Organisers of the Edinburgh Festival Fringe have revealed they will be working with 32 charities as part of a project aimed “ breaking through the barriers” which have been found to prevent people based in the city from enjoying the world-famous event.
Vouchers for tickets for shows will be distributed across the city as the Fringe Days Out venture, which will also involve groups working with young people, ethnic minority communities and LGBTQIA+ people.
The project – which is backed by Edinburgh-based investment firm Baillie Gifford – is aimed at helping people who are unfamiliar with the city centre, or do not normally leave their immediate neighbourhood, to experience the Fringe.
Vouchers distributed to help pay for bus and tram journeys, while some funding is also available for taxis who people with additional needs.
An official announcement on this year’s Fringe Days Out programme, which will coincide with the 75th anniversary of the festival, states: “Our aim for this project is simple: to ensure that everyone involved has a good day out at the Fringe.
"The success of the Fringe relies on Edinburgh and its residents, and we are committed to finding more ways for even more local people to engage with and enjoy the arts.
“We believe that everyone should have the opportunity to express themselves through creativity and experience the thrill of live performance, and that the Fringe is an incredible opportunity to do this.
"No matter who you are or where you come from, everyone is welcome.”
The Fringe Days Out scheme was launched as a pilot project in 2017 to coincide with the festival’s 70th anniversary.
Groups previously involved have included the Citadel Youth Centre, Vintage Vibes, Multi Cultural Family Base, Dads Rock, Capability Scotland, The Broomhouse Hub, Sikh Sanjog, LGBT Youth Scotland, Gig Buddies, Pilmeny Youth, Lothian Autistic Society and WHALE Arts.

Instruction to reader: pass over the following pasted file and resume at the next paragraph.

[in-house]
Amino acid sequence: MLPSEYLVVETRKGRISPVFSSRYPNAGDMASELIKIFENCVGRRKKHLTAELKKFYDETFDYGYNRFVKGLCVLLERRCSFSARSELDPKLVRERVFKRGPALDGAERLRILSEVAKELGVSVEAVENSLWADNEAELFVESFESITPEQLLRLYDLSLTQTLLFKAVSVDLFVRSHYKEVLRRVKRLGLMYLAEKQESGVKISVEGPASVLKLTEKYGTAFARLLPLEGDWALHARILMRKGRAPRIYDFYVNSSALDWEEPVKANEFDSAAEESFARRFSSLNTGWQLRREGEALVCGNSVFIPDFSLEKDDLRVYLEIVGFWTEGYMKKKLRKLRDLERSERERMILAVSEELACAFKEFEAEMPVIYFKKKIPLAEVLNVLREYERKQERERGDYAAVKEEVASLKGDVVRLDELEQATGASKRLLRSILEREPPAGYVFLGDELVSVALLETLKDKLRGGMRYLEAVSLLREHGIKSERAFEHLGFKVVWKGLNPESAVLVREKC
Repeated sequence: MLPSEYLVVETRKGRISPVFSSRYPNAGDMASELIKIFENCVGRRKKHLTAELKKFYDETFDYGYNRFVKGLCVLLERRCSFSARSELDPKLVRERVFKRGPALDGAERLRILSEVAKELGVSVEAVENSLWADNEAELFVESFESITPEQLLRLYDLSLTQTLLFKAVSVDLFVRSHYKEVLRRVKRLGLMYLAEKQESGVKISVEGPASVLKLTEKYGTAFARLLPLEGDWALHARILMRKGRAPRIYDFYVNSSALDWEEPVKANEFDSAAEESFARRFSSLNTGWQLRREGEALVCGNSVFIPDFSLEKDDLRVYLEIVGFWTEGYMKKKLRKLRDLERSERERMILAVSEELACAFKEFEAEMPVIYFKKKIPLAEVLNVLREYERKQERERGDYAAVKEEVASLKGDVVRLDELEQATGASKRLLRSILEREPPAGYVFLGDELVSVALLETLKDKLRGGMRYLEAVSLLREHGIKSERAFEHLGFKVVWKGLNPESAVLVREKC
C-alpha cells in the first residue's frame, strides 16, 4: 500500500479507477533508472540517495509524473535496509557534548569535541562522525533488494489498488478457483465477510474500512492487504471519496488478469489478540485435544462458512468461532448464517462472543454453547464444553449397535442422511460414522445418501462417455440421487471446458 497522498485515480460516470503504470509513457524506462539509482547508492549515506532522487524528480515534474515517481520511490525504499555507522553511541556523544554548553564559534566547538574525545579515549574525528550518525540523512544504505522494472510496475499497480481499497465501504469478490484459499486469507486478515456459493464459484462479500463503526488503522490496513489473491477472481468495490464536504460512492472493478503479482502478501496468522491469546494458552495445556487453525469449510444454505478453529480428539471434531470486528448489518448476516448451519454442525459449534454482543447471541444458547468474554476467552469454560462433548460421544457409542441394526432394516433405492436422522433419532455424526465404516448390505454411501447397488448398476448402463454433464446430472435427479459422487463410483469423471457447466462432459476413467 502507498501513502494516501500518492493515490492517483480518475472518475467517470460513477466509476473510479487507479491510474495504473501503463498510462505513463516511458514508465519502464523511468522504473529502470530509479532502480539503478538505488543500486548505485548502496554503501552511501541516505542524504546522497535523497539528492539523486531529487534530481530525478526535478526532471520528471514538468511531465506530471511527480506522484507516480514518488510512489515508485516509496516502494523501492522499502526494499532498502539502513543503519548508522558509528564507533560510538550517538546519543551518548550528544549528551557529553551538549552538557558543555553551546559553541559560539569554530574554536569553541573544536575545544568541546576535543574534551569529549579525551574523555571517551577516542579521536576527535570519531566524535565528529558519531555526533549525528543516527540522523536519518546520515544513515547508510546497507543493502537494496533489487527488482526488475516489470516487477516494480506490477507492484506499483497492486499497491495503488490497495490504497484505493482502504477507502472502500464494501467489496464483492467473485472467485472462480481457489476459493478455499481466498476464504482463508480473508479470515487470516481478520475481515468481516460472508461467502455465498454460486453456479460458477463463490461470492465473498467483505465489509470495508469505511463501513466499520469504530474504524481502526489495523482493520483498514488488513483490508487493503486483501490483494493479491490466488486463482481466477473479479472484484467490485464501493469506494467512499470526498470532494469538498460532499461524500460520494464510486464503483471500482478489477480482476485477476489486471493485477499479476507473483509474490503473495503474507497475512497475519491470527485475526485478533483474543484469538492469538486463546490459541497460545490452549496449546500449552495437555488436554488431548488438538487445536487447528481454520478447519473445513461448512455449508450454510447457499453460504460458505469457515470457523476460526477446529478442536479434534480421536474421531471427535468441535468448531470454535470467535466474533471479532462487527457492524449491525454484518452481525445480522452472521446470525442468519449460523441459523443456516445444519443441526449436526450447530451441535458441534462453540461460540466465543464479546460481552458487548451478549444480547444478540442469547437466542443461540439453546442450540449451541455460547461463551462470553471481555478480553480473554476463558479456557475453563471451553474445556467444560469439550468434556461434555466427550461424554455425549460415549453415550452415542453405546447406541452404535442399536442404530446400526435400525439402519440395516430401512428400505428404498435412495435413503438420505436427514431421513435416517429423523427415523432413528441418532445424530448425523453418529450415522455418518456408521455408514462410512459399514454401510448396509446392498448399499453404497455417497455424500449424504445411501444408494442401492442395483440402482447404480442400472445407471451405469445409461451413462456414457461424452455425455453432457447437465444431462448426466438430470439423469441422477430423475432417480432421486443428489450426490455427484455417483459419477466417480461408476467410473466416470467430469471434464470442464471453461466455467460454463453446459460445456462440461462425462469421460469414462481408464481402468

A spokeswoman for the Fringe Society said: “The groups we work with are trusted partners in their communities who have built long-lasting relationships with their members.
"These relationships are crucial to the success of Fringe Days Out: by having open conversations with people they know and trust, participants can feel encouraged to take more risks in whether they choose to go and what they choose to see.
“These conversations also help the Fringe Society better understand what else they can do to open doors and enable communities to celebrate culture and creativity on their own terms.”
Fringe Society chief executive Shona McCarthy said: “This project started out as a modest thank you to people in Edinburgh for hosting the Fringe.
"We feel it only makes sense that Fringe Days Out should make the festival available to those who feel on the fringes of the city and the arts, no matter their background or circumstances.
“This project is about breaking through the barriers that stand in the way of people and communities in Edinburgh engaging with the arts.
"And while there is undoubtedly more work to do in making the Fringe fully inclusive and accessible, I am proud of this step along the way.”